Parsley (Petroselinum crispum), the world’s most popular culinary herb is also known as “rock celery” and belongs to the Umbelliferae family of plants. Parsley is one of the world’s seven most potent disease-fighting spices which also include Ginger, Oregano, Cinnamon, Turmeric, Sage, and Red chili peppers. Parsley grows in most climates and is readily available throughout the year. It is a biennial plant which means that it produces seeds during its second year of production and will reseed itself if you let it.
While parsley is a wonderfully nutritious and healing food, it is often under-appreciated. Most people do not realize that this vegetable has more uses than just being a decorative garnish that accompanies restaurant meals.
Parsley is native to the Mediterranean region of Southern Europe and has been cultivated for more than 2,000 years. It was originally used as a medicinal plant (see below) prior to being consumed as a food. Ancient Greeks held parsley to be sacred, using it to not only adorn victors of athletic contests, but also for decorating the tombs of the deceased. While it is uncertain when and where parsley began to be consumed as a seasoning, historians think it may be sometime during the Middle Ages in Europe. Some historians credit Charlemagne with its popularization as he had it grown on his estates.
Parsley’s Many Therapeutic Health Benefits Include Its Use For:
- Anemia: Builds up the blood because it is high in iron. The high vitamin C content assists the absorption of iron.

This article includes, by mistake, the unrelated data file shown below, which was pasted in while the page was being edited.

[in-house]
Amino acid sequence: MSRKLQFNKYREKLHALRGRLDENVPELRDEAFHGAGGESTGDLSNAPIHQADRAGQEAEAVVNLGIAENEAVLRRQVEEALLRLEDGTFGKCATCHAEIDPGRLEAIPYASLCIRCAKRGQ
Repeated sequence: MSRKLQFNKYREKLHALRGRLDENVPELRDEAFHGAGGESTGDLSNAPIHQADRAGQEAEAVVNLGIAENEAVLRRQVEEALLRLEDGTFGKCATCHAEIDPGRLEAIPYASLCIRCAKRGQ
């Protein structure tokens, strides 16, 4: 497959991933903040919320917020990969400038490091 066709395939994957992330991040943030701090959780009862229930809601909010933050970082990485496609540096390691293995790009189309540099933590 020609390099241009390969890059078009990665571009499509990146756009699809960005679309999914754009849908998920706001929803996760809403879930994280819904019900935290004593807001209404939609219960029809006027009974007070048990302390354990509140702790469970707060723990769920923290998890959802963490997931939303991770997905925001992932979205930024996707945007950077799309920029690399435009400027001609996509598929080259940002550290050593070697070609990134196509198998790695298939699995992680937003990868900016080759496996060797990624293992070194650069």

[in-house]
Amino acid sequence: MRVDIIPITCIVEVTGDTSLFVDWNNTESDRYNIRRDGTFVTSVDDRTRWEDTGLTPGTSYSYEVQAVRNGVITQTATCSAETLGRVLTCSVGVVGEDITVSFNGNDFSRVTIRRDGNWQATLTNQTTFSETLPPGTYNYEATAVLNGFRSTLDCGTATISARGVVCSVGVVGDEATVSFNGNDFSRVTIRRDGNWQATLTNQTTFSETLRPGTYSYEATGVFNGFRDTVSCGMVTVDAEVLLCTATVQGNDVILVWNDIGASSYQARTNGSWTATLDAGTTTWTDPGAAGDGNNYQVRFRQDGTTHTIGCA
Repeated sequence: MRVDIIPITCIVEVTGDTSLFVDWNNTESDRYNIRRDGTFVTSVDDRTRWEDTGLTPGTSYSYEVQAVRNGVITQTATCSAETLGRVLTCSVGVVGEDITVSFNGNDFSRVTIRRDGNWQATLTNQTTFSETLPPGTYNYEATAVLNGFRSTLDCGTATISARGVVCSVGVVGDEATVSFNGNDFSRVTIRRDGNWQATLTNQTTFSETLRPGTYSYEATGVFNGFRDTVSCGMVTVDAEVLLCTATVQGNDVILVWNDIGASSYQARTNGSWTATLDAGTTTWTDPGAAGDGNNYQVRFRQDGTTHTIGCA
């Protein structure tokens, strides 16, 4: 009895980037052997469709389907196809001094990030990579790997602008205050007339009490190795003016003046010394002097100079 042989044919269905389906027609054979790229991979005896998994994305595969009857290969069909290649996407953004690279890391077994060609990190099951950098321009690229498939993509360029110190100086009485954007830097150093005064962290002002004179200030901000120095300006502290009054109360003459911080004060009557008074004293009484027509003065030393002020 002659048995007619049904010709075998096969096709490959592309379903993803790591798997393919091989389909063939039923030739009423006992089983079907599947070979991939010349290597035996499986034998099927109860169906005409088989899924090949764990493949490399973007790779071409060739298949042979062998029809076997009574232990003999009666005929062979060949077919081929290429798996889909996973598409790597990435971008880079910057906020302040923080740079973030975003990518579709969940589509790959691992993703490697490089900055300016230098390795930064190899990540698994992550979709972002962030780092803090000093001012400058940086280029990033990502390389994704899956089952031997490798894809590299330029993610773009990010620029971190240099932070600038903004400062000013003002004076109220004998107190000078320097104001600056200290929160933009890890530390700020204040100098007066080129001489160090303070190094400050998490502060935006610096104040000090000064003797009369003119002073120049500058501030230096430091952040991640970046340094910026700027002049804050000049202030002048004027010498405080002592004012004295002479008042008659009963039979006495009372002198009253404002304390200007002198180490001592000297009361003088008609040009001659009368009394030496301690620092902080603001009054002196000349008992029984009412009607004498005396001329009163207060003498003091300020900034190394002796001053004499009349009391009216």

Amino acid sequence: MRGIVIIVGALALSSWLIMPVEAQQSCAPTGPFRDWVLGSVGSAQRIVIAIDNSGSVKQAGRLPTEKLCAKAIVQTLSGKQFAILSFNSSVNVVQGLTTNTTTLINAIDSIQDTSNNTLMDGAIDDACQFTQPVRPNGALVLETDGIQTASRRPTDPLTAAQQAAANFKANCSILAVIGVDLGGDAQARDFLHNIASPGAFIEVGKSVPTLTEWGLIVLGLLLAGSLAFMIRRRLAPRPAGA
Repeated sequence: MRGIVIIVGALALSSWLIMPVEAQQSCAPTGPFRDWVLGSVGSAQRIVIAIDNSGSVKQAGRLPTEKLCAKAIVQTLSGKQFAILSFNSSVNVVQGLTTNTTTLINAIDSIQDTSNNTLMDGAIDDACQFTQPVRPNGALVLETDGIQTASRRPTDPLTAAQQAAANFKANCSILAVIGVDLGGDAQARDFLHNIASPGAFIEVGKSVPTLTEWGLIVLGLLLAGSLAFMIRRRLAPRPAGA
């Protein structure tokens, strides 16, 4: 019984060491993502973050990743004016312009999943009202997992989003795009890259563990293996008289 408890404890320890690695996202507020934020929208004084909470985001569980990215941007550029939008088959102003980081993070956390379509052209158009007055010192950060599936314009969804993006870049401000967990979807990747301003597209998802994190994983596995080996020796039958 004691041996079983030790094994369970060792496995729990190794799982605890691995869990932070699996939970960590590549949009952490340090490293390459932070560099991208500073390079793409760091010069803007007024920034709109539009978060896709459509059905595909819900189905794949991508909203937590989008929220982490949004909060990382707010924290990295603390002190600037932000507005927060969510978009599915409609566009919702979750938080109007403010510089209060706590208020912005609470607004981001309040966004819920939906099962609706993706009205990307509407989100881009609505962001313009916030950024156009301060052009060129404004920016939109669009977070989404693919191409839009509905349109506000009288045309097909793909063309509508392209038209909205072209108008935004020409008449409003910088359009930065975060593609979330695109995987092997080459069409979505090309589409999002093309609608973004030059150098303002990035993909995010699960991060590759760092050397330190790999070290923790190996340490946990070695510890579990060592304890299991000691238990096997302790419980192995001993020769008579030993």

- Antioxidant: Increases the anti-oxidant capacity of the blood.
- Bactericidal (kills bacteria)
- Bad breath
- Baldness: Believe it or not, men even scrubbed parsley onto their scalps to cure baldnessâ‚¬â€which doesn’t work.
- Blood purifier
- Blood vessel rejuvenation: Maintains elasticity of blood vessels, and helps to repair bruises.
- Diarrhea is greatly helped by drinking parsley tea.
- Digestion: Parsley is an excellent digestion restorative remedy. It improves the digestion of proteins and fats therefore promoting intestinal absorption, liver assimilation and storage. Because of its high enzyme content, parsley benefits digestive activity and elimination.
- Dissolves cholesterol within the veins
- Ear health: Treats deafness and ear infections.
- Edema: Acts as a diuretic and blood vessel strengthener.
- Fatigue: Parsley is high in iron so helps repair and provides components for better blood cells.
- Gallstones: Helps dissolve them.
- Glandular support of the liver, spleen, kidneys and adrenal glands.
- Hormonal support: In women, parsley improves estrogen and nourishes and restores the blood of the uterus. Conditions like delayed menstruation, PMS, and the menopause (dry skin, irritability, depression and hair loss) can often improve.
- Hormone balancing is achieved through the volatile fatty acids contained in parsley.
- Immune booster: The high vitamin C, beta carotene, B12, chlorophyll and essential fatty acid content render parsley an extraordinary immunity enhancing food. Parsley is an immune-enhancing multi-vitamin and mineral complex in green plant form and one of the most important herbs for providing vitamins to the body.
- Inhibits tumor formation, particularly in the lungs.
- Insect bites: Rub on to relieve the swelling and itch.
- Kidneys: Parsley is effective for nearly all kidney and urinary complaints except severe kidney inflammation. It improves kidney activity and can help eliminate wastes from the blood and tissues of the kidneys. It prevents salt from being reabsorbed into the body tissues; thus parsley literally forces debris out of the kidneys, liver and bladder. It helps improve edema and general water retention, fatigue and scanty or painful urination.
- Liver congestion: It enriches the liver and nourishes the blood. Parsley helps reduce liver congestion, clearing toxins and aiding rejuvenation.
- Menstrual irregularity: Parsley helps to make the cycles regular by the presence of apiol which is a constituent of the female sex hormone oestrogen. Menstrual pain